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Opposition to New Nuclear Reactor at Calvert Cliffs Continues
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by Bob Boxwell | 2008

The fight against the proposed new nuclear reactor at Calvert Cliffs in Lusby, Maryland (Calvert County) remains active. The Chesapeake Safe Energy Coalition (ChesSEC) (http://www.safeenergymd.org) continues to develop opposition throughout Maryland while promoting energy conservation and renewable energy sources.

The fight against the proposed new nuclear reactor at Calvert Cliffs in Lusby, Maryland (Calvert County) remains active. The Chesapeake Safe Energy Coalition (ChesSEC) (http://www.safeenergymd.org) continues to develop opposition throughout Maryland while promoting energy conservation and renewable energy sources.

Recently, Unistar Nuclear Energy1 filed another partial application with the Nuclear Regulatory Commission (NRC), and a public hearing, which the company’s cheerleaders at NRC will hold, is to occur on March 19. In December, Unistar submitted the required request for a “certificate of public convenience and necessity” to the Maryland Public Service Commission (PSC).

Both the Maryland Public Interest Research Group (MD PIRG) and the Nuclear Information and Resource Service (NIRS) have filed petitions to intervene in the PSC process. The groups intend to raise concerns about impacts of the proposed, large, and new reactor on the environment, public safety, and local energy prices.

In January, representatives of ChesSEC embarrassed Calvert County officials in a public meeting by asking where the emergency potassium iodide capsules required by federal homeland security legislation are located. They didn’t know the answer—the same response we received when we asked other specific questions.

Constellation Energy executives frustrated Maryland regulators on February 6 by skipping a hearing to discuss costs that might be passed on to consumers due to deregulation, highlighting a standoff between the state and the utility over rising energy costs. Major among these “stranded costs” is the potential $5 billion that will be needed to dismantle the two Calvert Cliffs reactors at the end of their useful lives.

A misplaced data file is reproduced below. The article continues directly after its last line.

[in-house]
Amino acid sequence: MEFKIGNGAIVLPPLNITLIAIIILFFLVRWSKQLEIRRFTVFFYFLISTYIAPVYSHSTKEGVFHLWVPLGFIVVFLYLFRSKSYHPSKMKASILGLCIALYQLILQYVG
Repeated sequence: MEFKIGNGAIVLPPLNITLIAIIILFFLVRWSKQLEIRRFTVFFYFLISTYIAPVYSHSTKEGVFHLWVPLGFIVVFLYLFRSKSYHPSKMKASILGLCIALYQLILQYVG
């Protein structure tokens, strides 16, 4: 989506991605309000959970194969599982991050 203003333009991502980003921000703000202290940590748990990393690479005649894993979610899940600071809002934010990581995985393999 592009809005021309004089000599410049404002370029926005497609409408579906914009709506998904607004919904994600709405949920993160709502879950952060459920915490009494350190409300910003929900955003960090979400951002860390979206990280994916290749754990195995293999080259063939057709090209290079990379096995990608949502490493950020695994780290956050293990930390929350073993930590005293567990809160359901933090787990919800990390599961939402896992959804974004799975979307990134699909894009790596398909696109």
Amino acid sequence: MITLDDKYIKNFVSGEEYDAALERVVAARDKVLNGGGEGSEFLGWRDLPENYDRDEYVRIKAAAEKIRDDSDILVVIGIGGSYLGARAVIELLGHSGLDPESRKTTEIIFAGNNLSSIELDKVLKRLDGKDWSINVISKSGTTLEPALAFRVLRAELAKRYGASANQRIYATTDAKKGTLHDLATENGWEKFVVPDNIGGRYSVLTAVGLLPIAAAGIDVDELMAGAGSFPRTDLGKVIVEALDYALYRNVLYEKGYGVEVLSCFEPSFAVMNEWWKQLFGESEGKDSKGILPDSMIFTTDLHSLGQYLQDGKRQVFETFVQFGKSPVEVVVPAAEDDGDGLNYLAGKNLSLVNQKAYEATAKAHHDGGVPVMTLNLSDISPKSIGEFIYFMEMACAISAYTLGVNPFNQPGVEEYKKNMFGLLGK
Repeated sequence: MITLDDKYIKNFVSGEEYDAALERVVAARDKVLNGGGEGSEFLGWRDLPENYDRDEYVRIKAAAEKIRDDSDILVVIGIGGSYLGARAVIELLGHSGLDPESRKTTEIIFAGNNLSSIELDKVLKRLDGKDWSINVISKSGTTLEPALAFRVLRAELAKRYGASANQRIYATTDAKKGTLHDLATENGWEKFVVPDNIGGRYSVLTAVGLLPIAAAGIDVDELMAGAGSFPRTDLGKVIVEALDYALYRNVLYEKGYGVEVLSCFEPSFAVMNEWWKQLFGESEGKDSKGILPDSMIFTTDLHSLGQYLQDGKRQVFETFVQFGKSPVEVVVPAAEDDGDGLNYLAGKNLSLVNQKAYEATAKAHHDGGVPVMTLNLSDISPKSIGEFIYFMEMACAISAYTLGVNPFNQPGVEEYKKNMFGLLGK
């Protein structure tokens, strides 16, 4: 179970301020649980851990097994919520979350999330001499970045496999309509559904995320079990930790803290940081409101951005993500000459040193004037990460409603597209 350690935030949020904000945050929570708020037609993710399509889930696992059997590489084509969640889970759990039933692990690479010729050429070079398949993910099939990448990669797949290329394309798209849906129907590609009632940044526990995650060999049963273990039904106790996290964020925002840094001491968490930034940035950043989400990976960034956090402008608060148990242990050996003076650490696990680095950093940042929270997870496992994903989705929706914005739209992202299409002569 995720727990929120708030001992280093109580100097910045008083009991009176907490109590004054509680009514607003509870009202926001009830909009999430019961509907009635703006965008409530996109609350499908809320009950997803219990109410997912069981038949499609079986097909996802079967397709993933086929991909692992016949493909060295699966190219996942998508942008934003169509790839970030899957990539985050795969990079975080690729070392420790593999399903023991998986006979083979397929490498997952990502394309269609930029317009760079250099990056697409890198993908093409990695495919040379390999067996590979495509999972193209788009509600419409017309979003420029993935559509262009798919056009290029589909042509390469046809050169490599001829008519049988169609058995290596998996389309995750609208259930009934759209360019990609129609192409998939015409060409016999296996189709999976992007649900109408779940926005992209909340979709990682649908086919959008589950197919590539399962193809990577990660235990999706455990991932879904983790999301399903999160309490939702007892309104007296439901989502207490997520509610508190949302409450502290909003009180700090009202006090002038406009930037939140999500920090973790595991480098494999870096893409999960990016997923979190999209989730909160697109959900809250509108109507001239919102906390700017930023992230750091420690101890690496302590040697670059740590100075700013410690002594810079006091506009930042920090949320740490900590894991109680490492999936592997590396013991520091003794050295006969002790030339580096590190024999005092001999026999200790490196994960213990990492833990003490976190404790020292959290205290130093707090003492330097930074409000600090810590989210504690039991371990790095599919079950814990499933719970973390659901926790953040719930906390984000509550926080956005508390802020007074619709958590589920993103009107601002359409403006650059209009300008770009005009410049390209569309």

On Valentine’s Day, ChesSEC staged a rally at Constellation Energy corporate headquarters in Baltimore. Dressed in red and pink, activists, students, and friends facilitated a moving picket, street theater, and leafleting against Unistar’s proposed new reactor on the Chesapeake Bay. 

ChesSEC includes a growing list of advocacy organizations: Beyond Nuclear, Green Party (MD), Maryland PIRG, NIRS, Public Citizen, and Sierra Club. Some heavy hitters in these groups—including award-winning activist Paul Gunther2are making Unistar nervous.

The company has stated that they won’t do the project without billions of dollars in federal loan guarantees. It has further stated that if the atmosphere (an ironic choice in terms) is not friendly in Maryland, they will pick up their bags and move to New York. (Shall we buy them their bus tickets?).

Currently, the existing Calvert Cliffs plant is having trouble keeping up with a requirement to upgrade their pumping system and has received a six-month extension to do the work. This is not the response you or I would get if we asked Uncle Sam for an extension on filing anything.

But if Unistar is concerned about the Maryland state government not being friendly, they can always turn to the Calvert County commissioners. I, too,  might be friendly to a company that agreed to cover a $6 million deficit in my budget. Here’s how this arrangement works.